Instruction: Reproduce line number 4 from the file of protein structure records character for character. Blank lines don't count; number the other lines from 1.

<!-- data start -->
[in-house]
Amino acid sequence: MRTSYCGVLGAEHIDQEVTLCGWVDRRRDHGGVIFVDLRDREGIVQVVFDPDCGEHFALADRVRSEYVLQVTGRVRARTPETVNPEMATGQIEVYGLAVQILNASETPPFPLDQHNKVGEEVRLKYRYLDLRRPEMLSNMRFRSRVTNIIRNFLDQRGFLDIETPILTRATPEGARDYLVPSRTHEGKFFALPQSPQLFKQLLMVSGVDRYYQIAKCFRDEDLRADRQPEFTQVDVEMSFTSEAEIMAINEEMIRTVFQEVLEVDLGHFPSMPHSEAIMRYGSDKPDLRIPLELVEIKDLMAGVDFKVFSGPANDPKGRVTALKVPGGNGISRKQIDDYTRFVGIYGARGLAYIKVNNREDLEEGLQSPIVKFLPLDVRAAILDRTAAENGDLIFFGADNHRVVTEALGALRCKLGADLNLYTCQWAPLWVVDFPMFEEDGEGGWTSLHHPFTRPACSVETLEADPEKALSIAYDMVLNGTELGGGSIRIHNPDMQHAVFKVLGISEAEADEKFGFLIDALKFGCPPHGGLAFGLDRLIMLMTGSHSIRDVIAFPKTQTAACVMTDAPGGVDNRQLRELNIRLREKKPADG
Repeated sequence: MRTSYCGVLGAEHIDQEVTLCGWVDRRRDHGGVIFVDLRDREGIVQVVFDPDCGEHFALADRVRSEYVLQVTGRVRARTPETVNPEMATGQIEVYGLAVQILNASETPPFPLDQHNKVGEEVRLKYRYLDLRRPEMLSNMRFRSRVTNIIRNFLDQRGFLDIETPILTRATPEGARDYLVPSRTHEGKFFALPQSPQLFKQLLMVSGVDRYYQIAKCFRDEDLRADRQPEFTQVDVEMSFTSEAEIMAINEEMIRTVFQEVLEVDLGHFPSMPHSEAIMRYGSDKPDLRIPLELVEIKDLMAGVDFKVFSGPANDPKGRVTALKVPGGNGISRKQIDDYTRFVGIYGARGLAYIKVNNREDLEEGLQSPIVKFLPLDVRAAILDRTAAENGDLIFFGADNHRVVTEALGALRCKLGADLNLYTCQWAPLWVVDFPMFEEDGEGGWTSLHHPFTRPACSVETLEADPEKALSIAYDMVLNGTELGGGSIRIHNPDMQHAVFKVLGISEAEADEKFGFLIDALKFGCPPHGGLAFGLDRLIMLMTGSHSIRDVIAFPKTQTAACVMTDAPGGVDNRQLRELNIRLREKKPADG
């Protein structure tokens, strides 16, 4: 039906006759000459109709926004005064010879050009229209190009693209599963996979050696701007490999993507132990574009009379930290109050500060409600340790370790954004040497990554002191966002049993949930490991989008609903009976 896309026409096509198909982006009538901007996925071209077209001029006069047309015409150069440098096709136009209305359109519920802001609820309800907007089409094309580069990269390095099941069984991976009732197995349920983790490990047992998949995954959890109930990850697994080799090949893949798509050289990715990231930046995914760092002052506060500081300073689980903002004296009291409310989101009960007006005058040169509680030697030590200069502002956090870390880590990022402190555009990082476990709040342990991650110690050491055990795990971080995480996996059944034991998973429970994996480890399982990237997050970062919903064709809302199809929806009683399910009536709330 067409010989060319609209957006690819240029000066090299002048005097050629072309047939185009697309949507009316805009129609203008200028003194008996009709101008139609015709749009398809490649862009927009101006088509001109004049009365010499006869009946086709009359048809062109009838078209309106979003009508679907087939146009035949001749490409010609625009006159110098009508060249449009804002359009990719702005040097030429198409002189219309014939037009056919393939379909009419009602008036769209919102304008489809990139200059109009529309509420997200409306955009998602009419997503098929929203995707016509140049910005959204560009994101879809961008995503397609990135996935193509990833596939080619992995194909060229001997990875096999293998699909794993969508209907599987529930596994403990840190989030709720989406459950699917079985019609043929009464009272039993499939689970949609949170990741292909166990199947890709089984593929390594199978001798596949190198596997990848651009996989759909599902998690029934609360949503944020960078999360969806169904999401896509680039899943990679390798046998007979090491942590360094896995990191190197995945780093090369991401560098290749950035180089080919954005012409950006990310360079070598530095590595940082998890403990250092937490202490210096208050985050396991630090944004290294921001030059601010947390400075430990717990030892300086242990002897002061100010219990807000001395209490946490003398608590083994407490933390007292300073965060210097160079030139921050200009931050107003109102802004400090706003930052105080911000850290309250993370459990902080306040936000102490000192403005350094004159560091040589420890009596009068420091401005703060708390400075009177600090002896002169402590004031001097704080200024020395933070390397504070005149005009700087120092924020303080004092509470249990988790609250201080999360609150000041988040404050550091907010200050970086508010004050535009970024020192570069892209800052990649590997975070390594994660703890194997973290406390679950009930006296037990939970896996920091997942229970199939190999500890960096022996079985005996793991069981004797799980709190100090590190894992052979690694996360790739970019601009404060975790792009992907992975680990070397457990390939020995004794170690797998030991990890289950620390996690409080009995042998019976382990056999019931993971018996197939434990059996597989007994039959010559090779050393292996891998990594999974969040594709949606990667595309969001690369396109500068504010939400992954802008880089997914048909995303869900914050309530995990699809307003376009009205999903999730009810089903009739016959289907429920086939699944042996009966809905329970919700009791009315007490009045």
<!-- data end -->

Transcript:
């Protein structure tokens, strides 16, 4: 039906006759000459109709926004005064010879050009229209190009693209599963996979050696701007490999993507132990574009009379930290109050500060409600340790370790954004040497990554002191966002049993949930490991989008609903009976 896309026409096509198909982006009538901007996925071209077209001029006069047309015409150069440098096709136009209305359109519920802001609820309800907007089409094309580069990269390095099941069984991976009732197995349920983790490990047992998949995954959890109930990850697994080799090949893949798509050289990715990231930046995914760092002052506060500081300073689980903002004296009291409310989101009960007006005058040169509680030697030590200069502002956090870390880590990022402190555009990082476990709040342990991650110690050491055990795990971080995480996996059944034991998973429970994996480890399982990237997050970062919903064709809302199809929806009683399910009536709330 067409010989060319609209957006690819240029000066090299002048005097050629072309047939185009697309949507009316805009129609203008200028003194008996009709101008139609015709749009398809490649862009927009101006088509001109004049009365010499006869009946086709009359048809062109009838078209309106979003009508679907087939146009035949001749490409010609625009006159110098009508060249449009804002359009990719702005040097030429198409002189219309014939037009056919393939379909009419009602008036769209919102304008489809990139200059109009529309509420997200409306955009998602009419997503098929929203995707016509140049910005959204560009994101879809961008995503397609990135996935193509990833596939080619992995194909060229001997990875096999293998699909794993969508209907599987529930596994403990840190989030709720989406459950699917079985019609043929009464009272039993499939689970949609949170990741292909166990199947890709089984593929390594199978001798596949190198596997990848651009996989759909599902998690029934609360949503944020960078999360969806169904999401896509680039899943990679390798046998007979090491942590360094896995990191190197995945780093090369991401560098290749950035180089080919954005012409950006990310360079070598530095590595940082998890403990250092937490202490210096208050985050396991630090944004290294921001030059601010947390400075430990717990030892300086242990002897002061100010219990807000001395209490946490003398608590083994407490933390007292300073965060210097160079030139921050200009931050107003109102802004400090706003930052105080911000850290309250993370459990902080306040936000102490000192403005350094004159560091040589420890009596009068420091401005703060708390400075009177600090002896002169402590004031001097704080200024020395933070390397504070005149005009700087120092924020303080004092509470249990988790609250201080999360609150000041988040404050550091907010200050970086508010004050535009970024020192570069892209800052990649590997975070390594994660703890194997973290406390679950009930006296037990939970896996920091997942229970199939190999500890960096022996079985005996793991069981004797799980709190100090590190894992052979690694996360790739970019601009404060975790792009992907992975680990070397457990390939020995004794170690797998030991990890289950620390996690409080009995042998019976382990056999019931993971018996197939434990059996597989007994039959010559090779050393292996891998990594999974969040594709949606990667595309969001690369396109500068504010939400992954802008880089997914048909995303869900914050309530995990699809307003376009009205999903999730009810089903009739016959289907429920086939699944042996009966809905329970919700009791009315007490009045």